- How Sleep Works
- Sleep Disorders
- Sleep Resources
- Sleep Health
- Sleep Medicine
Bed bugs are one of the most prevalent pests in the world. Bed bug cases have been reported in virtually every region on earth, including all 50 U.S. states. Although their numbers fell into decline during the mid-20th century, a resurgence of bed bug infestations began in the 1980s and has largely continued to this day. Some experts believe the resurgence is largely due to a worldwide spike in overseas travel, while others theorize that the animals have become resistant to the pesticides once used to control them. And because bed bugs are both adaptable to new surroundings and difficult to properly exterminate, they spread quickly and easily from place to place. This comprehensive guide will cover the fundamental areas of bed bug prevention and control. Topics of discussion include:
First let’s look at some key statistics for bed bug infestation:
Read on to learn about the bed bug’s appearance, life cycle and other important characteristics.
The bed bug, or Cimex lectularius, is a parasitic insect that belongs to the cimicid family. Bed bugs are barely visible to the naked eye; most measure no more than 6 mm in length. Key identifiers include:
Human blood is the bed bug’s sole food source, and they primarily seek out human hosts through two attractants: body heat and the carbon dioxide of our breath. Although pets and other animals may carry bed bugs, they will only bite humans. Bed bugs are nocturnal eaters, and will rarely bite humans during the day. Each bite will produce a small red lump, along with a severe itch that may linger for several days. However, numerous studies have concluded that bed bugs do not transmit any blood-borne pathogens between human hosts.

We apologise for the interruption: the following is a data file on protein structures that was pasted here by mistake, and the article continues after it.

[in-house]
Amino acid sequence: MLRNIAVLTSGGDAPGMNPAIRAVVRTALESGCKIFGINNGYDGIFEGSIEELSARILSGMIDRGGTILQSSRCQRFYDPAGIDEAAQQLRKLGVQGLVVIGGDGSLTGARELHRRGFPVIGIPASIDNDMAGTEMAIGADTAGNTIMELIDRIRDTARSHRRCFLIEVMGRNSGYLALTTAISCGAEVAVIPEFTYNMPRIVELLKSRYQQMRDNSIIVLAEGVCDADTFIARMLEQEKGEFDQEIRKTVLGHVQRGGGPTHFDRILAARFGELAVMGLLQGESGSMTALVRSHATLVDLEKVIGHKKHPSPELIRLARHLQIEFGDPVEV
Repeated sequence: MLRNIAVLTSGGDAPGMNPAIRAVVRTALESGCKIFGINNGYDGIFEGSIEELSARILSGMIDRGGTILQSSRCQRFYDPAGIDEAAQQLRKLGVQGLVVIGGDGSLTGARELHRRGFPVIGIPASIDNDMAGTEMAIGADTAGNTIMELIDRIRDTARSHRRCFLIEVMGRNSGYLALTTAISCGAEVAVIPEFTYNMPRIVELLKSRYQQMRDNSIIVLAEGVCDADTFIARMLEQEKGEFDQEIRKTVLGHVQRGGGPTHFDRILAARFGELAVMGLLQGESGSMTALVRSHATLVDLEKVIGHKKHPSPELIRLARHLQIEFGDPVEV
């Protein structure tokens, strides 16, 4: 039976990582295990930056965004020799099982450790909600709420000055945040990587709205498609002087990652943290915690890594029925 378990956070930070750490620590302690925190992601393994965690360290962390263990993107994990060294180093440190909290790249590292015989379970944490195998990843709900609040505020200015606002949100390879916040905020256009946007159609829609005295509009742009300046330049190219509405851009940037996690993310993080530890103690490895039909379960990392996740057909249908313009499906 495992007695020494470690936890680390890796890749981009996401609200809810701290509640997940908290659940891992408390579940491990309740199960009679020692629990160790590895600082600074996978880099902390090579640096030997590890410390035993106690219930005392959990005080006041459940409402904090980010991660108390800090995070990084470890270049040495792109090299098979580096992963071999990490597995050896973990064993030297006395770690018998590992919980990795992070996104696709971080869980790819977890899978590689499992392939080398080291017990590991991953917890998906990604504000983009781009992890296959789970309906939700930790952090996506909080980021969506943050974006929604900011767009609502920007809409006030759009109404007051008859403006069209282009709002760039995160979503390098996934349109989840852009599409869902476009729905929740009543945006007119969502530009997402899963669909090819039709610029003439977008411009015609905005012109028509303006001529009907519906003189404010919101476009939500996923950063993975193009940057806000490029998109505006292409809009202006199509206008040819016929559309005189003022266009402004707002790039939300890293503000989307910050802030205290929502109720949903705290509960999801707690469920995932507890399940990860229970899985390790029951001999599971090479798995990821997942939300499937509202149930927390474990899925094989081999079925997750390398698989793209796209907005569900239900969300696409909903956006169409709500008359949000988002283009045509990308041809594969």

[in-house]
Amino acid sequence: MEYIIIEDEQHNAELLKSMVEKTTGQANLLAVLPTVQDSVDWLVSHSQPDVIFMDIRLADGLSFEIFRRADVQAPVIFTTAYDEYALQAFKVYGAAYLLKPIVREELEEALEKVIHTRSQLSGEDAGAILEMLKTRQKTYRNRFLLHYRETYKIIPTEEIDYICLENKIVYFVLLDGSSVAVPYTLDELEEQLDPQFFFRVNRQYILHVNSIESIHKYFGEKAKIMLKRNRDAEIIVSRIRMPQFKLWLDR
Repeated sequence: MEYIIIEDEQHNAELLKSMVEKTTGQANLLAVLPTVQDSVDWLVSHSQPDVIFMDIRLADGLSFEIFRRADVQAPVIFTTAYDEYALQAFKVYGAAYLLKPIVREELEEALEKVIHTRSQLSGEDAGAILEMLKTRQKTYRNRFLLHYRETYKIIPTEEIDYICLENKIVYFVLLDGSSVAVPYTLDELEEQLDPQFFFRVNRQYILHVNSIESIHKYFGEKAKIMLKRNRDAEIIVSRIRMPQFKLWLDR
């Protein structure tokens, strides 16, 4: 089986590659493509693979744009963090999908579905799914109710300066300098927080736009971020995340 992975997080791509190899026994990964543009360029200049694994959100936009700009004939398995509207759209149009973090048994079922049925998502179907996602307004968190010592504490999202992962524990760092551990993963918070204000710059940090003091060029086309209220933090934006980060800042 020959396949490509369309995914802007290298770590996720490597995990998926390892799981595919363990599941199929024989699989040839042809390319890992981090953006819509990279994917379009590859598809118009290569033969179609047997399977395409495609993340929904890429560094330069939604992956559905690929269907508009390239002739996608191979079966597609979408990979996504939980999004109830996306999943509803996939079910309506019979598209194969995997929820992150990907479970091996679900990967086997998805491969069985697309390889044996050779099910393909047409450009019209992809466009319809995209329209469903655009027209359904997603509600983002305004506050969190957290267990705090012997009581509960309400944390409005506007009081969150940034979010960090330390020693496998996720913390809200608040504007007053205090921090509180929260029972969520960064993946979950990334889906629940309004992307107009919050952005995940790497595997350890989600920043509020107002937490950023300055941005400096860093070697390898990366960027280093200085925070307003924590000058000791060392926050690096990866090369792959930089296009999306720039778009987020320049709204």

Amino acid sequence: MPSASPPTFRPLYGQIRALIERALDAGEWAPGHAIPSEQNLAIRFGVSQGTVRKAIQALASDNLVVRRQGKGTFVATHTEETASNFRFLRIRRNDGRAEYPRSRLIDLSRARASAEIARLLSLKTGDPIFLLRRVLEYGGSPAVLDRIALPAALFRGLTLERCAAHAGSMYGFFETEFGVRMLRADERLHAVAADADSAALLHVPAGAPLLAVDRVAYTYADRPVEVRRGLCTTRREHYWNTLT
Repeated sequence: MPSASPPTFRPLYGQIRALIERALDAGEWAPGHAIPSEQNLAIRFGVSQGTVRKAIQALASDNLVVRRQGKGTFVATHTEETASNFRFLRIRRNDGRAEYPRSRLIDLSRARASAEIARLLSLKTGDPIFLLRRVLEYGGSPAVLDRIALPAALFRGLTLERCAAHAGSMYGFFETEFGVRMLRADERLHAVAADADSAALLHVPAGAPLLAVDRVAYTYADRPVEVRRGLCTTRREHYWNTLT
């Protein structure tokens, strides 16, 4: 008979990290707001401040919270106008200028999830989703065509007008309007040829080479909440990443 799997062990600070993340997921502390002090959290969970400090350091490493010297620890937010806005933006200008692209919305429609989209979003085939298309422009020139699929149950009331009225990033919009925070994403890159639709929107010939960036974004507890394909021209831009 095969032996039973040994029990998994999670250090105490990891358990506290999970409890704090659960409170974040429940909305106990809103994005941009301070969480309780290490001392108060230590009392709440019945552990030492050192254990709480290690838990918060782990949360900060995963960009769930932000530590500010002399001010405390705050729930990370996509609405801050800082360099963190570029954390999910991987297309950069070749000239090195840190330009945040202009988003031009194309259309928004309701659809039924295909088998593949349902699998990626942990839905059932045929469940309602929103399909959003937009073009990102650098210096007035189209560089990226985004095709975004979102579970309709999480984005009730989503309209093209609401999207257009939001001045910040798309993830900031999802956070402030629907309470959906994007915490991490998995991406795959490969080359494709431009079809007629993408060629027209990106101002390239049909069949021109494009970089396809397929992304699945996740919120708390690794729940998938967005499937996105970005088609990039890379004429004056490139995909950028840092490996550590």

The life cycle of a bed bug consists of seven stages, beginning with the egg. Most bed bug eggs hatch after seven to 10 days. The next five life stages, known as instars, involve gradual growth to adult size. In order to progress to each instar, the immature bed bug must feed on human blood and shed its skin, or ‘molt’. Bed bugs reach adulthood after the fifth instar is completed. From the time eggs are laid, the average bed bug will reach full maturity after 37 days. Bed bugs usually feed once or twice a week. However, they can live for up to three months at room temperature without feeding on a human host, and studies have found they survive for even longer in colder environments.
Now that we’ve identified what bed bugs look like and how they behave, let’s tackle effective bed bug prevention.
Bed bug infestation typically begins with immature females or adult males that enter a new area in search of food. If human hosts are located, then more bed bugs will follow. This is known as ‘introduction’. Infestation is usually triggered as soon as the bed bugs reproduce and females are able to lay eggs throughout their new home.